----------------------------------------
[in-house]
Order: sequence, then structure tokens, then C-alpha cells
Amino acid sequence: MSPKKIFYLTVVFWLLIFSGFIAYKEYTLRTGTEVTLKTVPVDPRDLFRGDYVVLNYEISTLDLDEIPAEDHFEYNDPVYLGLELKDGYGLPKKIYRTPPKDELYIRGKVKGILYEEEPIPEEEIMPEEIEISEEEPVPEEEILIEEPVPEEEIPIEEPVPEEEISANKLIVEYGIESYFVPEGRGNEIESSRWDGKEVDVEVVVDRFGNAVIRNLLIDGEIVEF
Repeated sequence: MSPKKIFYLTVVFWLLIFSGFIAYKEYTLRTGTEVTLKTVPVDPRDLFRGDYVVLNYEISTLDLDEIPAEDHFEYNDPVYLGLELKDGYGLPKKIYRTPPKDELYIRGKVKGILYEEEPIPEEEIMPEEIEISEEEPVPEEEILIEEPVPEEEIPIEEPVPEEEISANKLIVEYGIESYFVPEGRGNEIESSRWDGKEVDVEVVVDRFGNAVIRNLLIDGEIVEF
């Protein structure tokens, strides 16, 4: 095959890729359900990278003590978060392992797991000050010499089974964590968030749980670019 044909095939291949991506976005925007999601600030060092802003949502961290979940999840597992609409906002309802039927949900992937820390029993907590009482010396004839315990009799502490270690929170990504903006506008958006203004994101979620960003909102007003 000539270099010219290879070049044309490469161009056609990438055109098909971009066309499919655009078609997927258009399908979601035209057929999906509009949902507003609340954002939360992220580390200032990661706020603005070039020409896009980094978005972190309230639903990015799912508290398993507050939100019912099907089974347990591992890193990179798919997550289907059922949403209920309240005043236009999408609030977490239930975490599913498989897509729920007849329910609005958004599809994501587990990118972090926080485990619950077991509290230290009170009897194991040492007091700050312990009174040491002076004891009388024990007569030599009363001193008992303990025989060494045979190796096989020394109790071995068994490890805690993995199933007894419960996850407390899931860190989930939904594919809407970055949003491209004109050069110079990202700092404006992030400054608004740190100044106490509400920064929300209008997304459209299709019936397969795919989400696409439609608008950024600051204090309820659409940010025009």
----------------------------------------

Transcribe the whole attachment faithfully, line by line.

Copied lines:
[in-house]
Order: sequence, then structure tokens, then C-alpha cells
Amino acid sequence: MSPKKIFYLTVVFWLLIFSGFIAYKEYTLRTGTEVTLKTVPVDPRDLFRGDYVVLNYEISTLDLDEIPAEDHFEYNDPVYLGLELKDGYGLPKKIYRTPPKDELYIRGKVKGILYEEEPIPEEEIMPEEIEISEEEPVPEEEILIEEPVPEEEIPIEEPVPEEEISANKLIVEYGIESYFVPEGRGNEIESSRWDGKEVDVEVVVDRFGNAVIRNLLIDGEIVEF
Repeated sequence: MSPKKIFYLTVVFWLLIFSGFIAYKEYTLRTGTEVTLKTVPVDPRDLFRGDYVVLNYEISTLDLDEIPAEDHFEYNDPVYLGLELKDGYGLPKKIYRTPPKDELYIRGKVKGILYEEEPIPEEEIMPEEIEISEEEPVPEEEILIEEPVPEEEIPIEEPVPEEEISANKLIVEYGIESYFVPEGRGNEIESSRWDGKEVDVEVVVDRFGNAVIRNLLIDGEIVEF
């Protein structure tokens, strides 16, 4: 095959890729359900990278003590978060392992797991000050010499089974964590968030749980670019 044909095939291949991506976005925007999601600030060092802003949502961290979940999840597992609409906002309802039927949900992937820390029993907590009482010396004839315990009799502490270690929170990504903006506008958006203004994101979620960003909102007003 000539270099010219290879070049044309490469161009056609990438055109098909971009066309499919655009078609997927258009399908979601035209057929999906509009949902507003609340954002939360992220580390200032990661706020603005070039020409896009980094978005972190309230639903990015799912508290398993507050939100019912099907089974347990591992890193990179798919997550289907059922949403209920309240005043236009999408609030977490239930975490599913498989897509729920007849329910609005958004599809994501587990990118972090926080485990619950077991509290230290009170009897194991040492007091700050312990009174040491002076004891009388024990007569030599009363001193008992303990025989060494045979190796096989020394109790071995068994490890805690993995199933007894419960996850407390899931860190989930939904594919809407970055949003491209004109050069110079990202700092404006992030400054608004740190100044106490509400920064929300209008997304459209299709019936397969795919989400696409439609608008950024600051204090309820659409940010025009």